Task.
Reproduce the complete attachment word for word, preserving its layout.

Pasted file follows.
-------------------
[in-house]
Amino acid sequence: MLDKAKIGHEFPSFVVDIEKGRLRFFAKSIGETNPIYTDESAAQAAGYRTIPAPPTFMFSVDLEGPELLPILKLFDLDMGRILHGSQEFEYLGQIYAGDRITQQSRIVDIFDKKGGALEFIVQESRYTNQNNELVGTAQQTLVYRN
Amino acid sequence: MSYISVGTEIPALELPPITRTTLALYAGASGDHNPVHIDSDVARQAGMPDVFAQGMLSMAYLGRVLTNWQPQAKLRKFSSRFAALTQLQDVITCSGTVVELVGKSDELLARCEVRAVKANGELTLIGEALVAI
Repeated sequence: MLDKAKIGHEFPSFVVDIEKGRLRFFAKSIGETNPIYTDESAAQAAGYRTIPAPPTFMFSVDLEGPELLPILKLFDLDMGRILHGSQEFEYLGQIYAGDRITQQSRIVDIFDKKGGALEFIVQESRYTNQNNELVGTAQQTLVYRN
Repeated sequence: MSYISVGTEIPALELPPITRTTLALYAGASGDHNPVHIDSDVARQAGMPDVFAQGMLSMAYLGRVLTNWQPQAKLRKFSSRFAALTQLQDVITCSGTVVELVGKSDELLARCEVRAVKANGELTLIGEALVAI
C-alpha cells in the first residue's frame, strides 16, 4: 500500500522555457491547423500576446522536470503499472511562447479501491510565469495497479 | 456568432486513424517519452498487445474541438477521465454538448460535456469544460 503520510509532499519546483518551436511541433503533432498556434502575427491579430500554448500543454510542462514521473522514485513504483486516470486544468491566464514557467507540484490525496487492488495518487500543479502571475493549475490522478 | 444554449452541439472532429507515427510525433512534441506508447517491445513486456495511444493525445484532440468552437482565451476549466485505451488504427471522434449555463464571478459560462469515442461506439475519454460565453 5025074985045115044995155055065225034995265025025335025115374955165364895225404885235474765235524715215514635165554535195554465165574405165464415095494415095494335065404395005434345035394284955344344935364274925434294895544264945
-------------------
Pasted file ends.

[in-house]
Amino acid sequence: MLDKAKIGHEFPSFVVDIEKGRLRFFAKSIGETNPIYTDESAAQAAGYRTIPAPPTFMFSVDLEGPELLPILKLFDLDMGRILHGSQEFEYLGQIYAGDRITQQSRIVDIFDKKGGALEFIVQESRYTNQNNELVGTAQQTLVYRN
Amino acid sequence: MSYISVGTEIPALELPPITRTTLALYAGASGDHNPVHIDSDVARQAGMPDVFAQGMLSMAYLGRVLTNWQPQAKLRKFSSRFAALTQLQDVITCSGTVVELVGKSDELLARCEVRAVKANGELTLIGEALVAI
Repeated sequence: MLDKAKIGHEFPSFVVDIEKGRLRFFAKSIGETNPIYTDESAAQAAGYRTIPAPPTFMFSVDLEGPELLPILKLFDLDMGRILHGSQEFEYLGQIYAGDRITQQSRIVDIFDKKGGALEFIVQESRYTNQNNELVGTAQQTLVYRN
Repeated sequence: MSYISVGTEIPALELPPITRTTLALYAGASGDHNPVHIDSDVARQAGMPDVFAQGMLSMAYLGRVLTNWQPQAKLRKFSSRFAALTQLQDVITCSGTVVELVGKSDELLARCEVRAVKANGELTLIGEALVAI
C-alpha cells in the first residue's frame, strides 16, 4: 500500500522555457491547423500576446522536470503499472511562447479501491510565469495497479 | 456568432486513424517519452498487445474541438477521465454538448460535456469544460 503520510509532499519546483518551436511541433503533432498556434502575427491579430500554448500543454510542462514521473522514485513504483486516470486544468491566464514557467507540484490525496487492488495518487500543479502571475493549475490522478 | 444554449452541439472532429507515427510525433512534441506508447517491445513486456495511444493525445484532440468552437482565451476549466485505451488504427471522434449555463464571478459560462469515442461506439475519454460565453 5025074985045115044995155055065225034995265025025335025115374955165364895225404885235474765235524715215514635165554535195554465165574405165464415095494415095494335065404395005434345035394284955344344935364274925434294895544264945